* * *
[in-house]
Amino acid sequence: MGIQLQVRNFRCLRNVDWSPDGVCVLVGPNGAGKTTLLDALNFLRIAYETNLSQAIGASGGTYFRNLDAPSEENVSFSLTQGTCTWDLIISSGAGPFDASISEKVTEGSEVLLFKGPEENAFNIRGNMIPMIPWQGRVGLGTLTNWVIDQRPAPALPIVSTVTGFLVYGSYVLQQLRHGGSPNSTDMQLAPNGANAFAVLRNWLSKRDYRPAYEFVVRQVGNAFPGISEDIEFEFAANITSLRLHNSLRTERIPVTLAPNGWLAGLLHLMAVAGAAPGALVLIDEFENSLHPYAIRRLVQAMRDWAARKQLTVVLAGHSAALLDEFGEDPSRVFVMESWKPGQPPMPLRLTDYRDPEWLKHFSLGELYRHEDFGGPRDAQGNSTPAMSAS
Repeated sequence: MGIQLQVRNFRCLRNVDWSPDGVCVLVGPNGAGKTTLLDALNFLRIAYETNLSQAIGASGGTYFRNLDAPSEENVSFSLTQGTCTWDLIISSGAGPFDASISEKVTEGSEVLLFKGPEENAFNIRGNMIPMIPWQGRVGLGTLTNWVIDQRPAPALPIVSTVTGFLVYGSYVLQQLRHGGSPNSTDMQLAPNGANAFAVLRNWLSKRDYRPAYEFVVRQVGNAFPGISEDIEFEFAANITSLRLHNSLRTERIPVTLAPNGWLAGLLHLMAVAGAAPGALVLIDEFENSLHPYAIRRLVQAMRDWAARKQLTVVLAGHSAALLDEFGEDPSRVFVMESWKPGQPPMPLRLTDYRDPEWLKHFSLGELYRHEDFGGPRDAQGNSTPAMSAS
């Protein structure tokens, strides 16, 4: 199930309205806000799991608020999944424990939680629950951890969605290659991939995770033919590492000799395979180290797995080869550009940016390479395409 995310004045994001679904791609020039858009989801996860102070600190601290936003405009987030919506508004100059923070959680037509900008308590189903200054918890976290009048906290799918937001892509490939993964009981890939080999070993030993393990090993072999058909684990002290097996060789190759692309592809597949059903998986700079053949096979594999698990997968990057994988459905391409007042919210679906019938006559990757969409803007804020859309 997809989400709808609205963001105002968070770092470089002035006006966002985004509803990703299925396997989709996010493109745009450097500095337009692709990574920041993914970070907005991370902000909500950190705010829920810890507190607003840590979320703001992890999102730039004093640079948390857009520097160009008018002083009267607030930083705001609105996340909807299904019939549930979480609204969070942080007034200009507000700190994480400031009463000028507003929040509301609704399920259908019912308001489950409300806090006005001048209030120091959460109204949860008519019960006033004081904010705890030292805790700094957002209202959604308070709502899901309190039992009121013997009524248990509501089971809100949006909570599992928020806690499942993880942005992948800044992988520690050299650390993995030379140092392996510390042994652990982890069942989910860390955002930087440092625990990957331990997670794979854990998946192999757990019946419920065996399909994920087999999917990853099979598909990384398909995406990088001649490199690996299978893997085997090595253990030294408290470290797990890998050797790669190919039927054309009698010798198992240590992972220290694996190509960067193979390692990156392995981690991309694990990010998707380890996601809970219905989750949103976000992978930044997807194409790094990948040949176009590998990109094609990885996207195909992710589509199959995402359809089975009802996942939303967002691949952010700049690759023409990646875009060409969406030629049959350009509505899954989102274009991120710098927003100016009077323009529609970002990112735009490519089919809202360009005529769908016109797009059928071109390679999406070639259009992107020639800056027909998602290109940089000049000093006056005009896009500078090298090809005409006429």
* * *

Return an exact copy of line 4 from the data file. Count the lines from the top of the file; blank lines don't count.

């Protein structure tokens, strides 16, 4: 199930309205806000799991608020999944424990939680629950951890969605290659991939995770033919590492000799395979180290797995080869550009940016390479395409 995310004045994001679904791609020039858009989801996860102070600190601290936003405009987030919506508004100059923070959680037509900008308590189903200054918890976290009048906290799918937001892509490939993964009981890939080999070993030993393990090993072999058909684990002290097996060789190759692309592809597949059903998986700079053949096979594999698990997968990057994988459905391409007042919210679906019938006559990757969409803007804020859309 997809989400709808609205963001105002968070770092470089002035006006966002985004509803990703299925396997989709996010493109745009450097500095337009692709990574920041993914970070907005991370902000909500950190705010829920810890507190607003840590979320703001992890999102730039004093640079948390857009520097160009008018002083009267607030930083705001609105996340909807299904019939549930979480609204969070942080007034200009507000700190994480400031009463000028507003929040509301609704399920259908019912308001489950409300806090006005001048209030120091959460109204949860008519019960006033004081904010705890030292805790700094957002209202959604308070709502899901309190039992009121013997009524248990509501089971809100949006909570599992928020806690499942993880942005992948800044992988520690050299650390993995030379140092392996510390042994652990982890069942989910860390955002930087440092625990990957331990997670794979854990998946192999757990019946419920065996399909994920087999999917990853099979598909990384398909995406990088001649490199690996299978893997085997090595253990030294408290470290797990890998050797790669190919039927054309009698010798198992240590992972220290694996190509960067193979390692990156392995981690991309694990990010998707380890996601809970219905989750949103976000992978930044997807194409790094990948040949176009590998990109094609990885996207195909992710589509199959995402359809089975009802996942939303967002691949952010700049690759023409990646875009060409969406030629049959350009509505899954989102274009991120710098927003100016009077323009529609970002990112735009490519089919809202360009005529769908016109797009059928071109390679999406070639259009992107020639800056027909998602290109940089000049000093006056005009896009500078090298090809005409006429």